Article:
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Young: Don’t rule out reform supporters for superintendent

Craig Clough | November 6, 2015

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Caprice Young

Caprice Young

Among the 43 people identified by the Los Angeles Times this week as potential candidates for LA Unified superintendent were nearly a dozen with a background in charter schools or the reform movement.

One of them was Caprice Young, a former president of the district school board, as well as a founder of charter schools, the former president of the California Charter Schools Association and the current CEO of Magnolia Public Schools.

With at least four of the current seven board members having expressed concerns about the rising tide of charters in the district, including a nearly half billion dollar plan by the Broad Foundation to double their number, was she surprised to see her name as a possible choice?

“I don’t know about surprised or not,” Young told LA School Report. “Overall I was exited about the candidates the LA Times came up with. I think there are a lot of good people on that list. I think everyone who is committed to the students of Los Angeles would be excited to be thought about in that context.”

Young said she had not been contacted by the board’s search committee about the job but didn’t think anyone would before the Nov. 10 board meeting when the results of an online survey and public forums about the search will be discussed.

The Broad plan is unpopular among board members for its potential impact to enroll half of all district students in charter schools, wiping out thousands of union jobs, draining district coffers and causing other extraordinary changes in district operations.

Young characterized the plan as not that big of a deal and said it should not be part of the discussion in a new superintendent.

“What I hope is that the school board isn’t going to make decisions on who will be the next superintendent based on if they are aligned with the Broad plan,” she said. “The real criteria should have to be if whether or not the candidate will be focused on the highest quality of education in Los Angeles, whether it is charter schools, traditional schools or magnet schools.”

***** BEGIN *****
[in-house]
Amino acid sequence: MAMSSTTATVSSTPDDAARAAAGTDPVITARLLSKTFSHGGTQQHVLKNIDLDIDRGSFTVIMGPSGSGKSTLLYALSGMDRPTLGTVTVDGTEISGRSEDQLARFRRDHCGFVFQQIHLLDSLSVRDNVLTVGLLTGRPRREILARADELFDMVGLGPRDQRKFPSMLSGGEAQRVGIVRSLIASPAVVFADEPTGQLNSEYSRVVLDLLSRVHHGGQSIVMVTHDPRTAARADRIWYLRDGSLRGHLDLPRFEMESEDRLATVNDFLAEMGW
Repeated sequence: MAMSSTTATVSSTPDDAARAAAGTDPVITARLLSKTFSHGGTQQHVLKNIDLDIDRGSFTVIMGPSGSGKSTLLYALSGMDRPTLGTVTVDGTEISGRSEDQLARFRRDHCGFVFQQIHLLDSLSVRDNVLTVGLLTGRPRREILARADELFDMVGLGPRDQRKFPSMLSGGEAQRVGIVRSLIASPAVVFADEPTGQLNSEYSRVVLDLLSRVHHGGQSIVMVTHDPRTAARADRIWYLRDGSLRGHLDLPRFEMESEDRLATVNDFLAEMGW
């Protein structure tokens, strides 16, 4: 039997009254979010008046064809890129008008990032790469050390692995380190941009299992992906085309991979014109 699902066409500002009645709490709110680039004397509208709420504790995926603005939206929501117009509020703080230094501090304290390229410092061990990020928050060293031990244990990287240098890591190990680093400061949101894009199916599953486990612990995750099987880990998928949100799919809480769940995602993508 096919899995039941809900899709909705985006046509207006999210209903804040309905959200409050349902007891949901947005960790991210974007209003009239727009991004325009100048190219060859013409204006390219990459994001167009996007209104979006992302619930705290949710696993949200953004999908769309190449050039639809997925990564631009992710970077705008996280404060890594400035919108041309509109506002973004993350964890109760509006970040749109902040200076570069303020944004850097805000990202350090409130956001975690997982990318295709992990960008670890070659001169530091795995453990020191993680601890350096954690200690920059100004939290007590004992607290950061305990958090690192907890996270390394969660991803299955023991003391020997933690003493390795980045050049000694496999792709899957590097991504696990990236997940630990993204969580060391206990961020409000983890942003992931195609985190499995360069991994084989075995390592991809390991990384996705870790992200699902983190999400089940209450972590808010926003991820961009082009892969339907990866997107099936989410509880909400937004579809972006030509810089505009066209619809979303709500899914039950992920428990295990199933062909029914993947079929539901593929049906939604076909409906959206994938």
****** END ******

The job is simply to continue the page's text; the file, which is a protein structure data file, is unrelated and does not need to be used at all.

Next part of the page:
She added that the Broad plan “shouldn’t be a litmus test. Frankly, a lot more than $500 million dollars has been spent in philanthropy to expand charter schools already.”

Asked whether the board might overcome hesitations to consider a candidate with a pro-charter background, Young said, “You are asking me to speculate about someone’s intentions. I have no idea.”

So does she think there’s a chance that someone like herself, former LA Mayor Antonio Villaraigosa or Kaya Henderson, the chancellor of the District of Columbia Public Schools and a Michelle Rhee accolyte, would be considered, as the LA Times suggested?

“I hope so,” she said.

Young said she agrees with the major decisions the board has made so far regarding the public survey, public forums and keeping candidates names private. During her years on the board, she was involved in hiring two superintendents, Ramon Cortines (in his first stint) and Roy Romer.

Young said in her experience, the decisions to not publicly identify candidates and hold open town halls where they can be grilled were good ones.

“It is important to maintain the confidentiality of any candidate that applies whose work might be compromised if their own constituents found out they were interested in another job,” Young said. “The other question is are those public dog and pony shows genuine. Mainly, those kinds of forums turn into halls packed with special interests as opposed to legitimate listening sessions.”


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